The Wonderful Career of Philip Seymour Hoffman

The death of actor Philip Seymour Hoffman was certainly a shock. Passing away at the age of 46 is far, far too young. He was such a talented man, we can only wonder now what other amazing performances lay ahead for him, but now he's gone. I remember seeing him years ago, sitting only a few seats away from me at a small off-off-Broadway production. A friend of mine was performing and there was Mr. Hoffman, sitting with the rest of us in a tiny black-box theater in Manhattan, supporting the arts.

Although taken away by drugs at far too young an age, he still has left behind an impressive body of work in various media.  In television, he appeared in Law & Order, Empire Falls, and Arthur.  On stage he won accolades in True West, Death of a Salesman, and Long Day's Journey into Night. (Broadway will be dimming the lights in his memory.) He also directed a couple of my favorite plays written by Stephen Adley Guirgis: Jesus Hopped the A Train and Our Lady of 121st Street.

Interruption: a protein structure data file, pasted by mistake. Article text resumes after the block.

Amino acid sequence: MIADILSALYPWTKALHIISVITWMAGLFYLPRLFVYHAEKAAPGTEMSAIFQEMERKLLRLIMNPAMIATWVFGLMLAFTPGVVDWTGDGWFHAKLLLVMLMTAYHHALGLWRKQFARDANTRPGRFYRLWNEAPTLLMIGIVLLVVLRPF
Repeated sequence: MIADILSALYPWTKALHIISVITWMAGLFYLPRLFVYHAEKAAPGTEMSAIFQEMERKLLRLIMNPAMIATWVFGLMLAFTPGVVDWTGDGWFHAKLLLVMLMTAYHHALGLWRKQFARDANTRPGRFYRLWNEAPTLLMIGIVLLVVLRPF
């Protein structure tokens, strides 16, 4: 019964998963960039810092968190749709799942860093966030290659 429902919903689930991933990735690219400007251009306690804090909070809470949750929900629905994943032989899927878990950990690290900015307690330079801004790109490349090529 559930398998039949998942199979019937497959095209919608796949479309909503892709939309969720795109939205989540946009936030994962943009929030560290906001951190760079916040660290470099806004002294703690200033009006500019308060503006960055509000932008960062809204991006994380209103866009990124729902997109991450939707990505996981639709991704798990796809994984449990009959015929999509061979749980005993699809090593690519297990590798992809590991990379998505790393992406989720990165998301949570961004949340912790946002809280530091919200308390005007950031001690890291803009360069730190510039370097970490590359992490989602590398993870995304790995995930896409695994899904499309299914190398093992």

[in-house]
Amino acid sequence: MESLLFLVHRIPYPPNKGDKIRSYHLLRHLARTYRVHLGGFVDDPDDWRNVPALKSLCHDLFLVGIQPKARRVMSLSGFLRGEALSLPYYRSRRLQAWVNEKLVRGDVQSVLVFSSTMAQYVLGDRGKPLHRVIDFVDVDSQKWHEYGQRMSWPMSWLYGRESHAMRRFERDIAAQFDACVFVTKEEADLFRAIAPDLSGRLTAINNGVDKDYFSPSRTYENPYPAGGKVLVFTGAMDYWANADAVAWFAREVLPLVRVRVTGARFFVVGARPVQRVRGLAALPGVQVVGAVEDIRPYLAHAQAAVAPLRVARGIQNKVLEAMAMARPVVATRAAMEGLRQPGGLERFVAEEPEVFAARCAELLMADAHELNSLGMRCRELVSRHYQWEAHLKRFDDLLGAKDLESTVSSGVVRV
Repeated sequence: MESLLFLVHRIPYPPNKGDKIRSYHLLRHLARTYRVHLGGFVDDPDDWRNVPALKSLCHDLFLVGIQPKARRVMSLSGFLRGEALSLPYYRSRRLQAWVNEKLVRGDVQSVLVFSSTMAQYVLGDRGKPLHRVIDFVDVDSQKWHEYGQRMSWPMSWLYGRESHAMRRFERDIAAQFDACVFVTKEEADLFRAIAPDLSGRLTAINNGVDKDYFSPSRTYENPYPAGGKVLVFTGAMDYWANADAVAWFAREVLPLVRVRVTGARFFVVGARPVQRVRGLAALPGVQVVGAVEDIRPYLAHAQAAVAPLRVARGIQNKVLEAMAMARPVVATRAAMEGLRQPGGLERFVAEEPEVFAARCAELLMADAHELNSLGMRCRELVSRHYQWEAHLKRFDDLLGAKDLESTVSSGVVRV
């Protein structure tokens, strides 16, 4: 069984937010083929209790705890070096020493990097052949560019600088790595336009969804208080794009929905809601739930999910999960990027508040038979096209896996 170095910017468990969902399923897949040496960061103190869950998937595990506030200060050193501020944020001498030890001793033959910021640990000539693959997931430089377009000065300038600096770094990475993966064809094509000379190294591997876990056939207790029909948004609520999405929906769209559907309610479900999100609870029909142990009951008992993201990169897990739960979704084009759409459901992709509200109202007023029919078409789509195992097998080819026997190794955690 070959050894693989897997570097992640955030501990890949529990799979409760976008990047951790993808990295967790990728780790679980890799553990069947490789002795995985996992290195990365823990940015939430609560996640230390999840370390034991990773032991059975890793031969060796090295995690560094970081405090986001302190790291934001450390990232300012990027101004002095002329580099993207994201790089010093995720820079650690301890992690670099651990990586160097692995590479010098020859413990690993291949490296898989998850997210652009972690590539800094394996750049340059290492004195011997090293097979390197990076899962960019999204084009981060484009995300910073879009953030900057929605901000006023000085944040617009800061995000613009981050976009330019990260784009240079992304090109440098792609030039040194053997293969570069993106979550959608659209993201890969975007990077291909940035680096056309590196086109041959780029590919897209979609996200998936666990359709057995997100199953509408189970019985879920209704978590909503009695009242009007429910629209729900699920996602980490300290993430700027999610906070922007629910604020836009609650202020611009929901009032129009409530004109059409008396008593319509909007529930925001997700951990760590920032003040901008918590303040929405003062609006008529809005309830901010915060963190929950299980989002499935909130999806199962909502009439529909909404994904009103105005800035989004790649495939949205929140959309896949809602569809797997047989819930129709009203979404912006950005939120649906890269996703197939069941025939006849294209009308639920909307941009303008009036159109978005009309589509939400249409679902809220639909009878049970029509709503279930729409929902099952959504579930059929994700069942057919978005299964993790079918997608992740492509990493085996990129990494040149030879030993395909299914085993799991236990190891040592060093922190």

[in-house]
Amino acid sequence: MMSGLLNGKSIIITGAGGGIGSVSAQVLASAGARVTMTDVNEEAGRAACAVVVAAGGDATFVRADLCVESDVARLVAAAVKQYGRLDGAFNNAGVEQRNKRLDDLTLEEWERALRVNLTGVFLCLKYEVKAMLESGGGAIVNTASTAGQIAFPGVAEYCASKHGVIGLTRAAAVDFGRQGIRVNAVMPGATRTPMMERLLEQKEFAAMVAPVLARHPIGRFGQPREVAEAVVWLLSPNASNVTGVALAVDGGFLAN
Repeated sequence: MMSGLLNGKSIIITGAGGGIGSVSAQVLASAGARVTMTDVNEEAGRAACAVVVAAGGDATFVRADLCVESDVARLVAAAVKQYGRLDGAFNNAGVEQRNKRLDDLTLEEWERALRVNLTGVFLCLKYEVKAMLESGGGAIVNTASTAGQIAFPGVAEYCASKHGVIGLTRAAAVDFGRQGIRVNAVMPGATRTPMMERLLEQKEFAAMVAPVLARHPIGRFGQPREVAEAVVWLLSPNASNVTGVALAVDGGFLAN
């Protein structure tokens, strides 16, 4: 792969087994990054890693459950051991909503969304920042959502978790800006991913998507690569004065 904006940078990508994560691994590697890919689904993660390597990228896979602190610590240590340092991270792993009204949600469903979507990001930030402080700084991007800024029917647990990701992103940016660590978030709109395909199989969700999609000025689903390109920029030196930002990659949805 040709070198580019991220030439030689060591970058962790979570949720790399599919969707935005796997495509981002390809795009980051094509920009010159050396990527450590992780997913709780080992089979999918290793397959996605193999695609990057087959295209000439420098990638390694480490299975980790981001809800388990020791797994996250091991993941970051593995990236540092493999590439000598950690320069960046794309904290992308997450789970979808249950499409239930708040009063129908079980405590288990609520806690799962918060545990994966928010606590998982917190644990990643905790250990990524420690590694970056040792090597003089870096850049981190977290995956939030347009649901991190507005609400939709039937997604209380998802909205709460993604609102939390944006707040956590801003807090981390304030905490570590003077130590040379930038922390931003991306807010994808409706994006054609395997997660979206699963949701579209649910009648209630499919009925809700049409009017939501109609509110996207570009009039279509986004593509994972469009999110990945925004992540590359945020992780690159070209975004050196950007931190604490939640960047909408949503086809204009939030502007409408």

The bulk of his work was in film, where he played an amazing number of memorable roles:

George Willis Jr. in Scent of a Woman
Dustin Davis in Twister
Scotty J. in Boogie Nights
Brandt in The Big Lebowski
Allen in Happiness
Mitch in Patch Adams
Rusty in Flawless
Phil Parma in Magnolia
Freddie Miles in The Talented Mr. Ripley
Lester Bangs in Almost Famous
Dean Trumbell in Punch-Drunk Love
Freddy Lounds in Red Dragon
Sandy Lyle in Along Came Polly
Truman Capote in Capote
Owen Davian in Mission: Impossible III
Father Flynn in Doubt
Art Howe in Moneyball
Lancaster Dodd in The Master
Plutarch Heavensbee in The Hunger Games: Catching Fire

And that's not even the full list.  He was such a hard-working actor, one of the finest of our generation.  He will be missed.